Tale/innlegg | Dato: 06.11.2015 | Nærings- og fiskeridepartementet
Ladies and gentlemen,
Ohayou gozaimasu [Åhaiåå gådsaimas], good morning.
First, let me express my gratitude and thanks to Innovation Norway for organizing and inviting me to this event.
And on behalf of the Norwegian government – a warm welcome to this esteemed group of Japanese businesswomen.
J-WIN is – in collaboration with the Confederation of Norwegian Enterprise – doing a tremendous job in putting a focus on female participation in professional life.
I am grateful that you have asked me to share some thoughts on diversity and gender equality in business.
As a politician and a woman – these are issues that concern me deeply.
They are also issues that concern the Norwegian government, and we are approaching equality in Norwegian professional life from several angles:
- Just recently we introduced a White paper on equality. We have identified that there's a potential for Norwegian businesses to increase female labour participation, either as board member, leaders or entrepreneurs.
- We have also just recently launched a Plan for entrepreneurship, which includes several measures to increase gender diversity among Norwegian entrepreneurs.
This is very important, as Norway scored fairly low on female entrepreneurship in the 2013 Global Entrpreneurship Monitor-report.
- And finally, in companies where the state has ownership interests, all aspects of CSR – including gender equality – are areas of priority.
There is a lot I could share with you about Norway and the government’s visions and policies for gender equality in our industries and enterprises.
What is most interesting is perhaps why we are doing it.
One of the most important pillars for our competitiveness is what is in the heads and in the hands of our population.
This is particularly relevant as we see the decreasing contribution from our oil and gas industry to the Norwegian economy, given the current oil price.
It goes without saying that, as an open economy dependent upon international trade, we have everything to gain by cultivating our knowledge and skills.
If we are to take advantage of our human resources, it is crucial that we include the entire population, regardless of age, background and not least gender.
I feel that I have more than enough backing to say that gender equality is a tool for growth, innovation and future success. As an example, in their report "Diversity Matters", McKinsey concludes that companies with more or less even gender equality have fifteen percent greater chance of achieving good financial results than the industry average.
In other words: It's not feminism, it's business. What is good for women is also good for our economy.
Over the past four decades, women’s participation in the workforce has increased substantially in Norway. It is a strength of our economy. This has been achieved through political will and measures.
Examples are paid maternity leave and full day-care coverage.
Today, two-thirds of Norwegian women are employed.
Women now outnumber men at our universities and colleges.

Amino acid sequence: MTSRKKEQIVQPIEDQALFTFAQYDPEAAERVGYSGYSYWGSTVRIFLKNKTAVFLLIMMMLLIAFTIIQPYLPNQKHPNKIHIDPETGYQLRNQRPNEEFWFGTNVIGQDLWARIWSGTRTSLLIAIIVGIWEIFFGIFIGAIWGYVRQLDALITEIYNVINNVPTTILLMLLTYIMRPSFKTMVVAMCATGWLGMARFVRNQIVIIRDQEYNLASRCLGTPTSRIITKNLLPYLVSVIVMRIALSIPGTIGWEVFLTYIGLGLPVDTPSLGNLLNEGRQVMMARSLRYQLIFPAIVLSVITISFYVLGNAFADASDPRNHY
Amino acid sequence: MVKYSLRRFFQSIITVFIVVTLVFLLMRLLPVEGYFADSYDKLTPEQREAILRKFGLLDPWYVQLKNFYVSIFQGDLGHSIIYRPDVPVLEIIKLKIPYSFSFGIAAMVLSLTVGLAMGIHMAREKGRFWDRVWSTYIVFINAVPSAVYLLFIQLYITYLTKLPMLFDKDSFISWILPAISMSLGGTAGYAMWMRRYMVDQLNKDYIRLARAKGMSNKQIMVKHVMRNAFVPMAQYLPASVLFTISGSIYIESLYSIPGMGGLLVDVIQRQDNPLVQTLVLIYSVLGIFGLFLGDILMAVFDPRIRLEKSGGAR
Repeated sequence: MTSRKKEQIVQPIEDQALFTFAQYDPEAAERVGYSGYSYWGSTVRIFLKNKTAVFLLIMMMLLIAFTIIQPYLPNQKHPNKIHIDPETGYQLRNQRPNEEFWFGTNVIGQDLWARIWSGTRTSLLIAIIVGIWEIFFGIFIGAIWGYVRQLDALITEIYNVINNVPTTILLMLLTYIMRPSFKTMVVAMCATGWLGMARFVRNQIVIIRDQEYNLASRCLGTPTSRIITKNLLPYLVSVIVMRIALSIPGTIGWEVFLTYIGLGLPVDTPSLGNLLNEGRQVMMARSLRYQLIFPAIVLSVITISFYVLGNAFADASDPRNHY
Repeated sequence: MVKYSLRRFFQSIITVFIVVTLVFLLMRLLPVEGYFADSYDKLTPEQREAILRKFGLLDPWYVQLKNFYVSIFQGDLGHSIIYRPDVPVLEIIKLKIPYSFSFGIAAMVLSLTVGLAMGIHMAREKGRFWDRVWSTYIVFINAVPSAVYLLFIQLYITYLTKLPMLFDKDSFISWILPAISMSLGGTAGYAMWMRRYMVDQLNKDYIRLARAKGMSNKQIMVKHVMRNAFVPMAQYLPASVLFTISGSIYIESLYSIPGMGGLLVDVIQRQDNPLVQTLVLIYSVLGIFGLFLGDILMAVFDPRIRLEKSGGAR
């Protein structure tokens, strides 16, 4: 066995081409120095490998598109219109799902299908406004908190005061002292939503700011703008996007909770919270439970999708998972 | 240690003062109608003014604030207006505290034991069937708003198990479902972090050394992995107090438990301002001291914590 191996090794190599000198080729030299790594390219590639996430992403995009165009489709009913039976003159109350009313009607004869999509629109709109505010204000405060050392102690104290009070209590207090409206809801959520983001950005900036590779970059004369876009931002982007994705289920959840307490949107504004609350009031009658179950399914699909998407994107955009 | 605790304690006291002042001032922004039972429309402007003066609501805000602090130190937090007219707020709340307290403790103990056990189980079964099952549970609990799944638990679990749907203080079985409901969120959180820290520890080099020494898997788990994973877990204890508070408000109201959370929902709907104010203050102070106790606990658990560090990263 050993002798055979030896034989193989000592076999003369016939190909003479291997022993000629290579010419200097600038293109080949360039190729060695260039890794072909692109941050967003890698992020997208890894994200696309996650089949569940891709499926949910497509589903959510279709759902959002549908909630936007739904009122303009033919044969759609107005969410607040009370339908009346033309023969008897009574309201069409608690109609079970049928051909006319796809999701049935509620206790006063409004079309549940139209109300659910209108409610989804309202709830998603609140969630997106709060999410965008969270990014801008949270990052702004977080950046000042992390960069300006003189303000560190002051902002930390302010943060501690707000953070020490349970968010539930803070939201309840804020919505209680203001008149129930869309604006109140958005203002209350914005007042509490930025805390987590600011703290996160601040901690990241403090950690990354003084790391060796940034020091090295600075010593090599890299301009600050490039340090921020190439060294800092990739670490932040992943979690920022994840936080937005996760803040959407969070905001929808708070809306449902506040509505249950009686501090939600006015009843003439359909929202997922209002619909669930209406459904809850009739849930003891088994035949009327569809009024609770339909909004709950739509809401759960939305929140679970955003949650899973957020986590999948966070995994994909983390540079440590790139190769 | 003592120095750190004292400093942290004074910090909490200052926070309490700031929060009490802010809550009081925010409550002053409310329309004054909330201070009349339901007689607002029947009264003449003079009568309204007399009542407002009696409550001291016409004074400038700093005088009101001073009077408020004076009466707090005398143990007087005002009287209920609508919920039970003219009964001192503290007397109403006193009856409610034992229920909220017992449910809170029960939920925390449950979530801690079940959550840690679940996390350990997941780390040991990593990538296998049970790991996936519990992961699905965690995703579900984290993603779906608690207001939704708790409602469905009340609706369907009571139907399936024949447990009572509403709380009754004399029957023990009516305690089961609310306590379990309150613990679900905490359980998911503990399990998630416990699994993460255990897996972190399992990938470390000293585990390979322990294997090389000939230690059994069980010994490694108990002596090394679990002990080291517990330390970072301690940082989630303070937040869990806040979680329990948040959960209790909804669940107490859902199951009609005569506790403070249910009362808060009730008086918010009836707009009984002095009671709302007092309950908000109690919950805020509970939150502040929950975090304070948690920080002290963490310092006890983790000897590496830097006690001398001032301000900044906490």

We hope that we in the future will achieve similar results among our entrepreneurs , business leaders and board members.
In achieving equality I believe every nation must find its direction.
I am pleased that Japan is finding its direction and taking important steps in harvesting the full potential of all of its population.
As Japanese Prime Minister Shinzo Abe has said, he "will provide the architecture possible to encourage women to break through the glass ceiling". I hope that the "Womenomics" efforts from the Abe-administration will bear fruits.
As you know, Japan and Norway have a long history as business and trading partners.
And as in all collaboration relationships and partnerships – we can take advantage of each other’s strengths and learn from each other.
I hope equality will be one of those areas where we can learn from each other.
Some common ground in promoting more diversity are:
- Smart policies, adjusted to the needs of individual countries.
- Better structures so that career and family life can be combined,
- And finally, the importance of the cooperation between the private and public sector.
On a final note, let me say how thrilled I am to be visiting Japan at the end of this month. I especially look forward to take part in the Global Sushi Challenge, the largest ever international competition for sushi chefs. Luckily, I won't be competing!
And speaking of Japanese-Norwegian relations and sushi. This year it is thirty years since Norwegian salmon was introduced in Japanese sushi – by a small Norwegian fisheries delegation in Tokyo.
As sushi became a global trend in the following years, this has proved to be one of the most important innovations for our economy. Today, Norwegian salmon can be found on over half of the world's sushi plates.
This story tells us the importance of innovation – and that huge innovations can be made by a few people.
That is why we have to make the foundation for innovations much broader, using the capabilities and skills of our entire population – men and women.
You are all representatives in achieving this goal. I wish you the best of luck in your future work paving the way for others and being important role models.
Domo arigatou gozaimashita [dååmåå arigatåå gåzaimasjta];